In 2017, when my husband, Steve, started getting lost in our house, I realized it was time for the next step in our Alzheimer’s journey—a move from Seattle to a retirement community in Vancouver. That move, to be closer to my son and daughter-in-law in Portland, meant the loss of our former support community.
That community had changed over the years following Steve’s diagnosis. While some old friends remained in our sphere, others dropped by the wayside. But the most important aspect of our lives post diagnosis were the new friends we made through the many activities we participated in. There were the bi-weekly walking group, fitness classes, dancing, art and music events all intended for those with early- to mid-stage dementia. We were busy with one activity or another every week.
These activities provided so many benefits for us. First, it lessened the isolation I felt as a caregiver. Getting together with others in the same situation became its own support group. I could share the ups and downs of my week with others facing the same challenges. We would exchange strategies or maybe just hugs.
For Steve, the social activities seemed to boost his spirits. He wasn’t always eager to get in the car, but once we arrived he joined right in. Even now I have fond memories of our walks along Alki Beach with a stop at Starbucks afterward.
Building community again
After our move, I looked for similar activities that he and I could do together and found very little. So, after Steve’s passing in 2019, I decided to start some. One of these is the dementia-friendly walking group that is now underway thanks to the sponsorship of the Alzheimer’s Association and Oregon Walks.
What is a dementia-friendly walking group exactly? It’s simply a group of folks with early-stage dementia and their care partners who tromp through parks or neighborhoods while enjoying fresh air, exercise, and the fellowship and support of others.
The group has been meeting weekly since September 21 for mile-and-a-half walks led by trained volunteers and rotating among various neighborhoods—Westmoreland Park in Sellwood, Alberta Park and the Arts District, Pier Park in St. Johns and Willamette Park. Enthusiasm seems to grow each week.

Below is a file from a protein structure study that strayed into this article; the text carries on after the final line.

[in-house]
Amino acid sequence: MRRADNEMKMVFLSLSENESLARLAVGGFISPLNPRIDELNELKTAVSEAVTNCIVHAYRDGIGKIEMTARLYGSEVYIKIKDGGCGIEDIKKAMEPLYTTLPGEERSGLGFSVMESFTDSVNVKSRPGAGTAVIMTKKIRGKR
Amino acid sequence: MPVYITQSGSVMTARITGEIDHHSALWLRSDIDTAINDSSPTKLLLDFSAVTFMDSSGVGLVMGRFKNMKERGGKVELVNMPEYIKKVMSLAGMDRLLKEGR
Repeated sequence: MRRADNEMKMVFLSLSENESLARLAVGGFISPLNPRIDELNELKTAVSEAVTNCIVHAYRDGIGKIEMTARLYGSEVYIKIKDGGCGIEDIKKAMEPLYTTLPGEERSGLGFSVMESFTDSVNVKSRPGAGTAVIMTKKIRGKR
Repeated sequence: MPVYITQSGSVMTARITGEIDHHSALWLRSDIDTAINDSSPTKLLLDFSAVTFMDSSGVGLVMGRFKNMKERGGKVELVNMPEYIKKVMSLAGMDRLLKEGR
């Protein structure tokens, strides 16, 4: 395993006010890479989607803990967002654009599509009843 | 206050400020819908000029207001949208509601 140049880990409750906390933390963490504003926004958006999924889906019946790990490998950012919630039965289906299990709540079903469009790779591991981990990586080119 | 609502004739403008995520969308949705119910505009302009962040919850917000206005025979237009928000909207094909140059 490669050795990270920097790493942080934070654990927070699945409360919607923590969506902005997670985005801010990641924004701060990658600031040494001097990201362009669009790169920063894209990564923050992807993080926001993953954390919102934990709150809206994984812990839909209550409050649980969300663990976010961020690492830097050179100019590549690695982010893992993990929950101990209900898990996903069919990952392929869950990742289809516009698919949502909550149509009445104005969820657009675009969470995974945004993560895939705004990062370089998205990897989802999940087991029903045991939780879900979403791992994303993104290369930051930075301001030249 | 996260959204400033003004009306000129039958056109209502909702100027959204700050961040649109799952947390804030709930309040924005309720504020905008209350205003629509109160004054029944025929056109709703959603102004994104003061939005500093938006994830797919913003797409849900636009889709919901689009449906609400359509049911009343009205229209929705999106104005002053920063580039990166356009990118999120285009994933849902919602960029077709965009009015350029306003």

“It is so great to be out walking with other people who have a lot of understanding about Alzheimer’s,” says Jean, one of the regular walkers with her husband, Gordon. “Walking is an exercise that my husband likes a lot. [Before] we were usually out walking by ourselves. After a while that gets to be a drag. That gets to be a rut. Here we are getting out with other people to see beautiful nature. We are so, so, so grateful.”
“This is so valuable, you can’t even begin to imagine,” says Carol, another walker. Her husband, Kent, had been sedentary for two years, she explains, and since participating in three outings with the group he’s walked a mile or more each time. “It’s group motivation that’s doing it,” she continues. “It’s been just amazing. This is fabulous.”
Take your first steps
The walking group will take a break over the holidays. To register for future walks or for more information, contact Katya Samodurov at the Alzheimer’s Association at email@example.com.
In the meantime, I am going to be brainstorming new ideas for dementia-friendly activities and programs. I’d be interested in hearing from folks about what might be of interest—a drum circle, reading group, dancing, bowling, group singing, art activity, memory café—all depending on COVID-19 protocols, of course. Please email me at firstname.lastname@example.org with any feedback.
In the meantime, get out and walk!
By Anita Thompson